of GDP. Today, when Mr. Krugman is no longer concerned about
  the budget deficit, that deficit will he about 11 percent
  of GDP. Hmmmm ...


Gosh, the erudite New York Times columnist is highly partisan, finding deficits troubling in a Republican administration, but not with a Democrat in the White House. How strange.

Well, speaking of partisanship, the Congress errs most consistently when practicing bipartisanship. And what could be more commanding of bipartisan support than the minimum wage? So leave it to Professor Boudreaux to discover the blatant inconsistency in Sen. Sherrod Brown's zeal for an increase in the minimum wage at the same time the Ohio Democrat was advertising for interns to work in his Semite office at no pay, just to gain the valuable experience. Having someone work for you for no pay is patriotic and civic-minded. Paying someone a nickel less than the federally mandated minimum wage, however, can bring you to the attention of the U.S. Department of Labor and get you a substantial fine for violation of U.S. law. Another example of a high government official saying, "Don't do as we do, do as we say."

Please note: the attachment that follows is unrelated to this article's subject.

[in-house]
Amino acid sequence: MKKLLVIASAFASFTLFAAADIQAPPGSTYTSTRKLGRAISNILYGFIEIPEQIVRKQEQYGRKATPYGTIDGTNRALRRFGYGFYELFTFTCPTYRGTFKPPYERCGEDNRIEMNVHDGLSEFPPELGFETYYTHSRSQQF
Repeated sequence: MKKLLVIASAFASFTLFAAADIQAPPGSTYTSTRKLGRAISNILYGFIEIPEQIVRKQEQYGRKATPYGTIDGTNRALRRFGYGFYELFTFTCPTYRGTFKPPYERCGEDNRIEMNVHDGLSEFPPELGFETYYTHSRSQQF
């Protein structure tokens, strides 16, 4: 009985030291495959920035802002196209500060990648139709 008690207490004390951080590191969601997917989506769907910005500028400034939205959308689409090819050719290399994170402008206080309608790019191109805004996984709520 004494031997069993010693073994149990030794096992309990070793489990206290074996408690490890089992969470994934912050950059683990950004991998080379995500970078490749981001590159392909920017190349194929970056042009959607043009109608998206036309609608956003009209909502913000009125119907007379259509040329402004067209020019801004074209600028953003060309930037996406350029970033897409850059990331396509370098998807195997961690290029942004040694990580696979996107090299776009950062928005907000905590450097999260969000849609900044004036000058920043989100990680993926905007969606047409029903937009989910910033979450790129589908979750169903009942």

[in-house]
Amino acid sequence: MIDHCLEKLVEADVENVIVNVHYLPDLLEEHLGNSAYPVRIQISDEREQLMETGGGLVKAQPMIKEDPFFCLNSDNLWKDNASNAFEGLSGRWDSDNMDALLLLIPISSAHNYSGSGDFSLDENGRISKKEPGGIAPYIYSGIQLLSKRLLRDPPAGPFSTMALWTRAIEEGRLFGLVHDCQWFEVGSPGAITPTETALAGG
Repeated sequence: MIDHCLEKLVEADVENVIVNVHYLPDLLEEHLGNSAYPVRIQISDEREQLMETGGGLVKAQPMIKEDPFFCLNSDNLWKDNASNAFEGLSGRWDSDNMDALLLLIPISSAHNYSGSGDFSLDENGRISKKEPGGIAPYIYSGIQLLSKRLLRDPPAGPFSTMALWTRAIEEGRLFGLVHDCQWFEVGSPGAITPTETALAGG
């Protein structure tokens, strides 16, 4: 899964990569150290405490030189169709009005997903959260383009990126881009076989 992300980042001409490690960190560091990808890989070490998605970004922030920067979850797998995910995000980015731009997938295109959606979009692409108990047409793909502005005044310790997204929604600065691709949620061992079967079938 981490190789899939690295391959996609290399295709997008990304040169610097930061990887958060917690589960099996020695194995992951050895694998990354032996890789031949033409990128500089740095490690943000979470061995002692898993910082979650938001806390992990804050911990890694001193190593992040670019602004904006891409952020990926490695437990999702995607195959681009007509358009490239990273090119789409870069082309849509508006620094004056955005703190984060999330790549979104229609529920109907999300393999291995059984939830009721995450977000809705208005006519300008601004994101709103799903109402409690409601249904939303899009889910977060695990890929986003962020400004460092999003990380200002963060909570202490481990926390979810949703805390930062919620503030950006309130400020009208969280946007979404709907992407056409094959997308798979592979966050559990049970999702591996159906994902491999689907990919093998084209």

Whoever said economics is "the dismal science" should read this book and get acquainted with Professor Boudreaux. The laws of economics are the means by which he checks the erroneous assumptions of liberals and conservatives alike. The author shows why it is nonsense to believe that absent federal subsidies, no low-income housing would be built or that without federal laws to protect the endangered species, they would all have long since vanished. The law of supply and demand has been suspended in the minds of presidents and members of Congress.